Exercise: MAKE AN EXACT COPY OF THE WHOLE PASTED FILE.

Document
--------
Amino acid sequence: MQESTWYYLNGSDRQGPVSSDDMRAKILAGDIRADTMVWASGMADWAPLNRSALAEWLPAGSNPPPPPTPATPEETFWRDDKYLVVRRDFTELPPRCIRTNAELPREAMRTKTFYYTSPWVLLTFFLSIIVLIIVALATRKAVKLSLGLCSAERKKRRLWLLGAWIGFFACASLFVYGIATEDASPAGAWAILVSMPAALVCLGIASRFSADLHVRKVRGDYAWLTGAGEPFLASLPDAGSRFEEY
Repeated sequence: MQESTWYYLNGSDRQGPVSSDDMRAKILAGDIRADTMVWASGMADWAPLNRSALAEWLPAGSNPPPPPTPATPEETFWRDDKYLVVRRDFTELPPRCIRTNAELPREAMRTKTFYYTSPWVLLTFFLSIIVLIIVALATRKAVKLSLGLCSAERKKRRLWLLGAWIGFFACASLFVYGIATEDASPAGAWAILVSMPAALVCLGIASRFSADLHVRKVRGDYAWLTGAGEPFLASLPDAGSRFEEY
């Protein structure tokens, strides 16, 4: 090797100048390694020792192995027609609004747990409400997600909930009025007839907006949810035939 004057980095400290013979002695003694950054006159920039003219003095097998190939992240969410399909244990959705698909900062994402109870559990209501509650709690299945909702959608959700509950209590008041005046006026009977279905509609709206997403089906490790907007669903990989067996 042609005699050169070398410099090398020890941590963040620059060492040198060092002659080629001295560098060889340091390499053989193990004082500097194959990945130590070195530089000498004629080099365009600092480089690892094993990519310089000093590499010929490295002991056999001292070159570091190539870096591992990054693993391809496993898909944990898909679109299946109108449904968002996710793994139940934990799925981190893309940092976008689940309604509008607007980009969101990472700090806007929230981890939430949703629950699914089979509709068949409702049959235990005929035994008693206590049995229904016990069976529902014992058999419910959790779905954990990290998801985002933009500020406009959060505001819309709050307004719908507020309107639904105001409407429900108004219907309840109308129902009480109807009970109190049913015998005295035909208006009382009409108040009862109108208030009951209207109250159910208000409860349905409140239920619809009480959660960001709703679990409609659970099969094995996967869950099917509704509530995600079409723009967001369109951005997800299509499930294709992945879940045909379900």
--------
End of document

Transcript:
Amino acid sequence: MQESTWYYLNGSDRQGPVSSDDMRAKILAGDIRADTMVWASGMADWAPLNRSALAEWLPAGSNPPPPPTPATPEETFWRDDKYLVVRRDFTELPPRCIRTNAELPREAMRTKTFYYTSPWVLLTFFLSIIVLIIVALATRKAVKLSLGLCSAERKKRRLWLLGAWIGFFACASLFVYGIATEDASPAGAWAILVSMPAALVCLGIASRFSADLHVRKVRGDYAWLTGAGEPFLASLPDAGSRFEEY
Repeated sequence: MQESTWYYLNGSDRQGPVSSDDMRAKILAGDIRADTMVWASGMADWAPLNRSALAEWLPAGSNPPPPPTPATPEETFWRDDKYLVVRRDFTELPPRCIRTNAELPREAMRTKTFYYTSPWVLLTFFLSIIVLIIVALATRKAVKLSLGLCSAERKKRRLWLLGAWIGFFACASLFVYGIATEDASPAGAWAILVSMPAALVCLGIASRFSADLHVRKVRGDYAWLTGAGEPFLASLPDAGSRFEEY
């Protein structure tokens, strides 16, 4: 090797100048390694020792192995027609609004747990409400997600909930009025007839907006949810035939 004057980095400290013979002695003694950054006159920039003219003095097998190939992240969410399909244990959705698909900062994402109870559990209501509650709690299945909702959608959700509950209590008041005046006026009977279905509609709206997403089906490790907007669903990989067996 042609005699050169070398410099090398020890941590963040620059060492040198060092002659080629001295560098060889340091390499053989193990004082500097194959990945130590070195530089000498004629080099365009600092480089690892094993990519310089000093590499010929490295002991056999001292070159570091190539870096591992990054693993391809496993898909944990898909679109299946109108449904968002996710793994139940934990799925981190893309940092976008689940309604509008607007980009969101990472700090806007929230981890939430949703629950699914089979509709068949409702049959235990005929035994008693206590049995229904016990069976529902014992058999419910959790779905954990990290998801985002933009500020406009959060505001819309709050307004719908507020309107639904105001409407429900108004219907309840109308129902009480109807009970109190049913015998005295035909208006009382009409108040009862109108208030009951209207109250159910208000409860349905409140239920619809009480959660960001709703679990409609659970099969094995996967869950099917509704509530995600079409723009967001369109951005997800299509499930294709992945879940045909379900």